How do you feel about the changes the new executive producer Ric Pellizzeri has made to the show, and did you feel any constraints under the old management?
I haven't been a storyliner in nearly ten years now, so my days of dealing with 'management' directly are far behind me. I remember when I first started storylining, the script producer at the time was having a hell of a job trying to please both Channel 10 (who wanted something teenage and racy, along the lines of Heartbreak High) and the BBC (who wanted to bring back Harold and Madge and traditional family values). It was an impossible task. I know Ben Michael's had a hell of a lot to do with the great, gripping soap direction the show's been going in so I guess he and Ric work as a fantastic team.

The Dee/Toadie wedding ep followed by Libby and Taj having it off was just blissful soap to me. I actually gasped when Libby kissed him. You want to be that involved with your characters and I think Ben and the script team are giving the audience something they can follow for a length of time rather than: a guest character arrives on Monday, does something evil on Tuesday and is gone by Friday. It's nice to watch things progress with time and space.

Do you believe that the show's rich history is still important in storylines today, considering it was absent for so long?
I think sly references to Scott and Charlene (still living happily on the Gold Coast as far as I know) and nods to the street's history are important, if that's what you mean. One of my favourite moments recently was Toadie's wedding where Big Kev, Angie and Stonie all came back - which is what realistically would happen. Most soap weddings or funerals you get a telegram from some essential character who left years ago explaining why they can't be there that day but big kisses etc. It really gave a sense of family and history to have the Rebecchis there on such an important day.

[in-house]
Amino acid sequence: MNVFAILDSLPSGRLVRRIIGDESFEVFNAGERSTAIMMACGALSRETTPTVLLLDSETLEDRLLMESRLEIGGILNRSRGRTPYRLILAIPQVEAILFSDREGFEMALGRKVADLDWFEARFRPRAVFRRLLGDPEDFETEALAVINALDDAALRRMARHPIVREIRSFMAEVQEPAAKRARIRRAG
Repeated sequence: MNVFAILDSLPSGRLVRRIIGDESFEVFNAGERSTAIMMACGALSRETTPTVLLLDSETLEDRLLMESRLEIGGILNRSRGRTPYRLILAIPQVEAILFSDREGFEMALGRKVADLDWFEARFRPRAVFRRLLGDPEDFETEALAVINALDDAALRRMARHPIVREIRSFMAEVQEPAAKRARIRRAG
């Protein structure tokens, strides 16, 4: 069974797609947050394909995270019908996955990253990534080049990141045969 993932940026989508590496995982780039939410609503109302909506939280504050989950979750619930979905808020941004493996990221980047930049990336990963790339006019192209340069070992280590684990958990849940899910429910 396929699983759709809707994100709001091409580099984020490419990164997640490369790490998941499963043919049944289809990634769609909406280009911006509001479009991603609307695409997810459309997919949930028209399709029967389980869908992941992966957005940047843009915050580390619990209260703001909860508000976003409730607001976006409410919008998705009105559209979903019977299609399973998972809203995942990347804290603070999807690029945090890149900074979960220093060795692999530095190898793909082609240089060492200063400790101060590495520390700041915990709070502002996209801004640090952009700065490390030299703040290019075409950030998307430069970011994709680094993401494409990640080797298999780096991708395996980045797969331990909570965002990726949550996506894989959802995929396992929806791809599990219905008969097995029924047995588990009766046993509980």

What do you think accounts for Neighbours' enduring success?
Neighbours is such a part of the Australian television furniture; I can't really imagine life without it. When you think of the generations who have grown up watching life in Ramsay street and the ups and downs of the characters, the mind just boggles.

That said, I'm sure if I knew the real reason for the show's success, I'd have pinched the formula for myself and be a wealthy lady sunning myself in Kauai.

What other Australian television or film projects are you involved in at the moment?
I'm writing a bible for a teenage surf series called Grommets and a few eps of Always Greener. I've also developed my own adult series for Channel 7 which, if I do enough voodoo rituals and hold the powers that be at gunpoint, should be going into pre-production in December. I also do a weekly radio show on Melbourne community radio Three Triple R and adoringly follow my husband around wherever he may roam.

Finally, can you tell us about your venture into fashion - your left-wing label "Polichicks"?
My word, yes. Polichicks basically began as a way of channelling my frustration at Australian and world politics. I was a bit jack of marching the same protest march and shouting at the telly...feeling very much out of the loop. So I hooked up with my uber fashionable designer friend Sara-Jane Chase and we started devising ideas for left-wing clothing items...undies that say 'Vote Liberal? My Arse!', 'Sorry' necklaces, Gough Whitlam handbags, etc. We launched on June 2nd and have had a huge response. I've been trying to juggle it as a part-time hobby along with work, but it's proving to be rather difficult...

Visit the Polichicks website at www.polichicks.org

Interview by Aaron. Added on 6th September 2003